Some kids (like me) are not naturally gifted at math, but we had to struggle through it in school, and receive average (or worse) grades while we envied our classmates who seemed to be able to work out calculus equations in their sleep. The same is true in my classes. Some students reveal themselves to be natural actors the way others reveal themselves as natural scientists, or mathematicians, or language scholars. Most often, it’s the premeds and other scientifically inclined students who have the most trouble in my classes, where I say straightaway that there isn’t a “right” and there isn’t a “wrong”, the way there is in other kinds of education. In doing so, I am trying to remove any expectation they have that they will be able to use their analytical or intellectual skills to any great advantage in my class. I talk a lot about the diminished dominance of “the frontal lobe” of the brain in my class, and invite them to mine the backs of their brains, where the dreams come from. Acting relies on what I have come to call “virtues”: courage, empathy, creativity and faith. It relies on “emotional intelligence” – actually, emotional suppleness might be more accurate. It is a constant wake-up call for me to see how foreign this territory is to our young people. Many of them find one of my opening exercises, which involves standing in front of another person and looking at them, nearly impossible.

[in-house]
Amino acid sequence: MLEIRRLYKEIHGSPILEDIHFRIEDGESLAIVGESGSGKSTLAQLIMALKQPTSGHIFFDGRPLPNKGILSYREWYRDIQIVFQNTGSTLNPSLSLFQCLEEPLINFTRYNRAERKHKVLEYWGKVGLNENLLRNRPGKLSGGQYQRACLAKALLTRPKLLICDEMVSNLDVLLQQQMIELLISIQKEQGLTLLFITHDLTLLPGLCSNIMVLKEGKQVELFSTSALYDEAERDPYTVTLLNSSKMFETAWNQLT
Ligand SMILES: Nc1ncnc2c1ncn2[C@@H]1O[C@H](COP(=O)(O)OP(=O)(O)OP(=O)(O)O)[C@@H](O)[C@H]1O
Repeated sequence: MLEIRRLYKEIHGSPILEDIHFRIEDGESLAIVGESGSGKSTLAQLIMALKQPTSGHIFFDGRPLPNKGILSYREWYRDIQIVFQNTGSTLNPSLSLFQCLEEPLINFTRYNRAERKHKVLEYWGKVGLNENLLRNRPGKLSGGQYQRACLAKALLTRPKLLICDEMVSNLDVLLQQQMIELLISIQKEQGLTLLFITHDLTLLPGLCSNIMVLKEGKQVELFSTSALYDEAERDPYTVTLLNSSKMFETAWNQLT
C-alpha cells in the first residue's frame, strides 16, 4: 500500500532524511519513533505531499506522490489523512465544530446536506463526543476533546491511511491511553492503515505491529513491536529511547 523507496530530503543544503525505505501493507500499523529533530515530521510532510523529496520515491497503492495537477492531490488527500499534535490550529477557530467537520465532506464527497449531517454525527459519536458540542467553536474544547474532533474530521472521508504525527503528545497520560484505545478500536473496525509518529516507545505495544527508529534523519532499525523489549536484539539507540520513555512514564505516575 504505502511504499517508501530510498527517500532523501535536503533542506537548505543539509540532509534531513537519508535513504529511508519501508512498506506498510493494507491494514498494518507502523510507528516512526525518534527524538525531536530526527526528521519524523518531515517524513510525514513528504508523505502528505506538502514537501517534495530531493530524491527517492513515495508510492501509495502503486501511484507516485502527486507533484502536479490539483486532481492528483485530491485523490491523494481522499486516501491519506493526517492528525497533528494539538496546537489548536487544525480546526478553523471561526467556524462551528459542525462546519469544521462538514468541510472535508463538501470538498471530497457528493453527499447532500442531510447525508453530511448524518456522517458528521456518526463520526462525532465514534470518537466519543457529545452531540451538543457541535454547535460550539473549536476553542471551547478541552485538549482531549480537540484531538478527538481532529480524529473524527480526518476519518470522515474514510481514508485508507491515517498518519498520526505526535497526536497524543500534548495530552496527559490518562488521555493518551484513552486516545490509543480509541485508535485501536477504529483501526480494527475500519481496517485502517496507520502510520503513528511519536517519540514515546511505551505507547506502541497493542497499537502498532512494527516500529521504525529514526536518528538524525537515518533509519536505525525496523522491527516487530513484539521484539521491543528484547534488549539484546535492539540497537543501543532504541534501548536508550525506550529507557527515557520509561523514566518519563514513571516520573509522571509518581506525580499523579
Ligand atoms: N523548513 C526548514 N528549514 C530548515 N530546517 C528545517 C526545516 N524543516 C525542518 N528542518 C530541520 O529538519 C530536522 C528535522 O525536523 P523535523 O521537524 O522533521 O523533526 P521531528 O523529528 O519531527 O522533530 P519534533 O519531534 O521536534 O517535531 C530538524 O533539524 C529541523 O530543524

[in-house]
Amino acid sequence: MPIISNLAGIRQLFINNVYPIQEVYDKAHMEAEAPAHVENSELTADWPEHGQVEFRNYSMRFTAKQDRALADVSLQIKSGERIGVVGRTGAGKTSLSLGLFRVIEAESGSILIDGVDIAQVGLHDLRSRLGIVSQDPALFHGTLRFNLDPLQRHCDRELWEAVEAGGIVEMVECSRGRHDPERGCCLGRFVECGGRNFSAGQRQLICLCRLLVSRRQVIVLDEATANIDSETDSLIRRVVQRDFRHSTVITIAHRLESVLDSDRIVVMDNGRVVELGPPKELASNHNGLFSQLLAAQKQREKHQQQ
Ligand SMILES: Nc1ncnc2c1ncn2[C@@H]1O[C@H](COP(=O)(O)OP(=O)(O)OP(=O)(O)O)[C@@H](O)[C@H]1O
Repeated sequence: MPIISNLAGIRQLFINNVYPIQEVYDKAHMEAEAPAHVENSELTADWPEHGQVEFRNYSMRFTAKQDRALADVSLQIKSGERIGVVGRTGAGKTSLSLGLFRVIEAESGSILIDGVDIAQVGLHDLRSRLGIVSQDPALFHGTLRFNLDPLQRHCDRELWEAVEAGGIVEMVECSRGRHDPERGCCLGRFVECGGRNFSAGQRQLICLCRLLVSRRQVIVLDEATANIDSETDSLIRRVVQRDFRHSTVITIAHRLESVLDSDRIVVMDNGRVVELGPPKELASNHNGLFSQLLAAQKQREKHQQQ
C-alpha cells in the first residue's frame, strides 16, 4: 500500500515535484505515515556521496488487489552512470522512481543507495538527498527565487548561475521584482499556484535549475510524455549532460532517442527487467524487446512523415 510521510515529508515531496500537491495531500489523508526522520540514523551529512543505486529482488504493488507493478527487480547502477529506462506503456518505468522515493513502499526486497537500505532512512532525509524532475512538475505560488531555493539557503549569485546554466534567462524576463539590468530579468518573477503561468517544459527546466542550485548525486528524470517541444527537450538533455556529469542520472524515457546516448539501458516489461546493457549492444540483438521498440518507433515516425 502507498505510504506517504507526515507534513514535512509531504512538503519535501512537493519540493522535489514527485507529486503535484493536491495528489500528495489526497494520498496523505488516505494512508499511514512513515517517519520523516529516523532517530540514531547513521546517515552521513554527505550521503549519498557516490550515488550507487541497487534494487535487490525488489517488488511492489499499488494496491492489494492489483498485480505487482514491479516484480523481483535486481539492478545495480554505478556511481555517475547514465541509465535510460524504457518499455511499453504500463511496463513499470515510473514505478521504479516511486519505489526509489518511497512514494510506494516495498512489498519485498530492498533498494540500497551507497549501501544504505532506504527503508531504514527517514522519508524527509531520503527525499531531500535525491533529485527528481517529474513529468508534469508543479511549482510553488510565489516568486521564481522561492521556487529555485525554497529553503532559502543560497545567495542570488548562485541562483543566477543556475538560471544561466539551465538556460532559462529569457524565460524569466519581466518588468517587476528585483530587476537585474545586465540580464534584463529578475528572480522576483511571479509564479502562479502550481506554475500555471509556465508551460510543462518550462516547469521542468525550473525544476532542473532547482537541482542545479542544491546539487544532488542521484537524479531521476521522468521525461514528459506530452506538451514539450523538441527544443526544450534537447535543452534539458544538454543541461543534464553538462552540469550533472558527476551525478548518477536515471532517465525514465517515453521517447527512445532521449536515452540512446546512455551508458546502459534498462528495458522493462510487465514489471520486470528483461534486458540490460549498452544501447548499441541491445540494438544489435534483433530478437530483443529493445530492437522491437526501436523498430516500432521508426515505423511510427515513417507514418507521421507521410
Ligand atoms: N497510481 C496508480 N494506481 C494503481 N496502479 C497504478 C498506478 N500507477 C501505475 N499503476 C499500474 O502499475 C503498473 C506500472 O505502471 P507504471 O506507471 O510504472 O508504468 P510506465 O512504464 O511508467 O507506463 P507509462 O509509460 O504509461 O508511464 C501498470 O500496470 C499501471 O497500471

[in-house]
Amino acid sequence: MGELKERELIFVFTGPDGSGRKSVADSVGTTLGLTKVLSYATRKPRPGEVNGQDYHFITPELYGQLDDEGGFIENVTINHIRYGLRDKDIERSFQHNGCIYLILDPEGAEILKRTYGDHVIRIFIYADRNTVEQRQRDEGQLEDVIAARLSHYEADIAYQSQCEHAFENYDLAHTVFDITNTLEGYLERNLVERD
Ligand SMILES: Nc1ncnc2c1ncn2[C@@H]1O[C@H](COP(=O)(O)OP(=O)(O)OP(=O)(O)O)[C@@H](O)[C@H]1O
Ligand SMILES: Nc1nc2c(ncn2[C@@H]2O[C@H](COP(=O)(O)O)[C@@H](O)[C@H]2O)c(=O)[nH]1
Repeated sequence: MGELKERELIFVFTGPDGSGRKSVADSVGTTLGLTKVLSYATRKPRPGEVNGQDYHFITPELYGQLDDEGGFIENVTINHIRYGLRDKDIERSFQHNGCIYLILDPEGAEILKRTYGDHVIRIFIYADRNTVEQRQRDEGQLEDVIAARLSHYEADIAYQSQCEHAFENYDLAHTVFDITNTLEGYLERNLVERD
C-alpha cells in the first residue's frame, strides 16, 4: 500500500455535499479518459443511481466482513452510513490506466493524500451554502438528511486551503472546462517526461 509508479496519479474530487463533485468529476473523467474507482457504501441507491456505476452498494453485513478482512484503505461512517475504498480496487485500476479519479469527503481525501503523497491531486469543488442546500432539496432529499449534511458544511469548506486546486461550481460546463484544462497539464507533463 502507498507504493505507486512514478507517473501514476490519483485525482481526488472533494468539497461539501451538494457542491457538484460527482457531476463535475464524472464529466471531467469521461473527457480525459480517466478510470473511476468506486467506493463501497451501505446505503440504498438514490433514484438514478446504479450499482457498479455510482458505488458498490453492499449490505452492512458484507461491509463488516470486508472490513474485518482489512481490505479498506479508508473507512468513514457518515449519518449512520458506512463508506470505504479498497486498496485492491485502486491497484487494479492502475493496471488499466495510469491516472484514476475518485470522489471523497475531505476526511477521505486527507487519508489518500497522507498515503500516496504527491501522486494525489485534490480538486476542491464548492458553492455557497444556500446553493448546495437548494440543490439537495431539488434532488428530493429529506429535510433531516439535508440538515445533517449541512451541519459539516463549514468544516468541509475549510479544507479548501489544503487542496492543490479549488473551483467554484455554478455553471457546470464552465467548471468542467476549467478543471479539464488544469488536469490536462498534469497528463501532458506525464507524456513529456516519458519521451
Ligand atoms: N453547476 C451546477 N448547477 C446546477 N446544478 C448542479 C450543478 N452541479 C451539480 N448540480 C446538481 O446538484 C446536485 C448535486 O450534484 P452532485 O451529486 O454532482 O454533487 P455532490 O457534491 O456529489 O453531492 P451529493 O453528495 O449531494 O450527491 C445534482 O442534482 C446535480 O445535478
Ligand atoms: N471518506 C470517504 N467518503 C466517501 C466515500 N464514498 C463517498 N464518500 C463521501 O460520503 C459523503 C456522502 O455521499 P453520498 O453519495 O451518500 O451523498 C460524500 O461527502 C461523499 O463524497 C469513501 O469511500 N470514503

All this convinces me of the dire need for acting classes in higher education, but we are left with the issue of grading. It is an alarming fact that many students take acting classes for the “easy A”. But this is not a reflection on the ease of accomplishment in acting classes. Rather, it is a reflection of a dereliction of duty on the parts of acting teachers, or at least a surrender to the difficulty of the grading process in classes on creativity. The difficulty is that it is inherently subjective. I am honest about that with my students. To a large extent, I tell them, my grade of your work reflects my opinion of your work. Then I try to be as explicit as possible about what I am looking for in my evaluation of them, which is why I had little sympathy for the frat boys. The paradox of grading, I tell them, is that the students who are unconcerned with the grade they get in my class tend to get the best grades.